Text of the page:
The Vikings deal isn’t the exception, it’s the rule. It might even be kind of a bargain. The Atlanta Falcons, owned by a billionaire co-founder of Home Depot, are getting a $1.2 billion pleasure dome built with hundreds of millions of tax dollars. The team gets to sell seat licenses and naming fees and keeps all revenue generated by the facility. In The King of Sports: Football’s Impact on America, Gregg Easterbrook writes that public dollars have covered about “87 percent of the total capital cost of NFL stadia“ even though there is zero reason to believe that publicly funded sports facilities ever pay back their costs by increasing overall economic activity or putting more tax revenue in government coffers.

At the college level, the subsidies take different forms but are just as misguided. In a recent interview, Easterbrook told me that Rutgers’ athletics programs get a subsidy from the university of about $29 million a year, the lion’s share of which goes to the Scarlet Knights football team. As the flagship state university of New Jersey, that money is not only coming out of tuition and fees paid by students but out of the pockets of Garden State taxpayers.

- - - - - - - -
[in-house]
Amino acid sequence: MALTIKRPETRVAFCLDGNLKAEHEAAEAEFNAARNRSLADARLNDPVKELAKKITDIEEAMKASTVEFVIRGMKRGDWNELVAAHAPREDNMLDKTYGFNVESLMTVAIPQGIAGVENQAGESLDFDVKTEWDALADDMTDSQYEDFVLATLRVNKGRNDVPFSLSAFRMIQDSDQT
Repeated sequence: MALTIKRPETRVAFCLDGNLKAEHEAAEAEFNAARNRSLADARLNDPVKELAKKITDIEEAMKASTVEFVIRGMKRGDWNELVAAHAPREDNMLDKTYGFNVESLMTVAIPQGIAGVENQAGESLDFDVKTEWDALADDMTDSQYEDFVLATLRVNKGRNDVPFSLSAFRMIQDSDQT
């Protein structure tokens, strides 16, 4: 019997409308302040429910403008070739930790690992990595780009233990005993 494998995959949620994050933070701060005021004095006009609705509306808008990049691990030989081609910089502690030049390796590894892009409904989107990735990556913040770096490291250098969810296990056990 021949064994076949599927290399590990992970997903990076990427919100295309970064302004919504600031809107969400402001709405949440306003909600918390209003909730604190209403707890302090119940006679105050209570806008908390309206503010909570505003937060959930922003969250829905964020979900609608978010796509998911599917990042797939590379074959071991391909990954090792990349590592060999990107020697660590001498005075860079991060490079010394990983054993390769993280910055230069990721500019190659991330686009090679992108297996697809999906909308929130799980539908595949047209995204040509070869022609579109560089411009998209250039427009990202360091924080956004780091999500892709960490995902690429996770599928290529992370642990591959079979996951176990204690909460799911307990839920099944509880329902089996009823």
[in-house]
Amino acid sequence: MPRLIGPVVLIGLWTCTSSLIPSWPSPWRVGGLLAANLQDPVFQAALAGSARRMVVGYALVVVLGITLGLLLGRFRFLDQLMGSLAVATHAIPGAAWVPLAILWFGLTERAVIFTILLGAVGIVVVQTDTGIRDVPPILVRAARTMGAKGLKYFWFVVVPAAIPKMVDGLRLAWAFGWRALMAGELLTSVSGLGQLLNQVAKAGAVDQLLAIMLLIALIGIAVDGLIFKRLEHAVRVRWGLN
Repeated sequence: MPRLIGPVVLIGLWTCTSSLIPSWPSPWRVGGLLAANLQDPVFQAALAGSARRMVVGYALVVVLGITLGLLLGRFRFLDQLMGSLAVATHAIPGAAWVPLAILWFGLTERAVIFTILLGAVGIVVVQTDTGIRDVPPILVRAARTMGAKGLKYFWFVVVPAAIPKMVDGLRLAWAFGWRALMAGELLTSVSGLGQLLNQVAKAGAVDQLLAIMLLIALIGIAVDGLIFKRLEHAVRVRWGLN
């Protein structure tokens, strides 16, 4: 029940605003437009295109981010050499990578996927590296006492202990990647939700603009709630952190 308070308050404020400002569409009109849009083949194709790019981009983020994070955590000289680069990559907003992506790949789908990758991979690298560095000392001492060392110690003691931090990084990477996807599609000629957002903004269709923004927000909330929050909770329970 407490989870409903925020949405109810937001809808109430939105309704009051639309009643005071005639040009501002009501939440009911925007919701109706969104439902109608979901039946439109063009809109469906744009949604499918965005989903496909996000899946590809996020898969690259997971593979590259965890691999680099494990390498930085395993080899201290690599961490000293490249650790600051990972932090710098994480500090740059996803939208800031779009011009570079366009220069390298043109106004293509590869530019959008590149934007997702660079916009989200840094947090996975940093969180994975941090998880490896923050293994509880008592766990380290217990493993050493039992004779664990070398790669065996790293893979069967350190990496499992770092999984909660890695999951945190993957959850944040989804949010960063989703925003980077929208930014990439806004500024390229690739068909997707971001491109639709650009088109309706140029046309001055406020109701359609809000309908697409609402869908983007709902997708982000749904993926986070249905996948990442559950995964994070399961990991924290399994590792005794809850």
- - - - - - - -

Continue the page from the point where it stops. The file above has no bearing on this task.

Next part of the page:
As with NFL stadium deals, such lavish, publicly financed gifts are the norm for college football. With the exception of a tiny handful of programs – Ohio State, University of Texas, LSU, and perhaps three or four more – virtually every athletic program at every public NCAA Division I school is subsidized even as administrators plead poverty when it comes to resources for faculty and, as you know, education. Especially in an age of busted government budgets, even the most rabid sports fan should agree that it’s an outrage that the highest-paid public employee in a majority of states is a college football coach (in another 13, it’s a basketball coach). It’s far better to be broke and have a cellar-dwelling NFL franchise, right?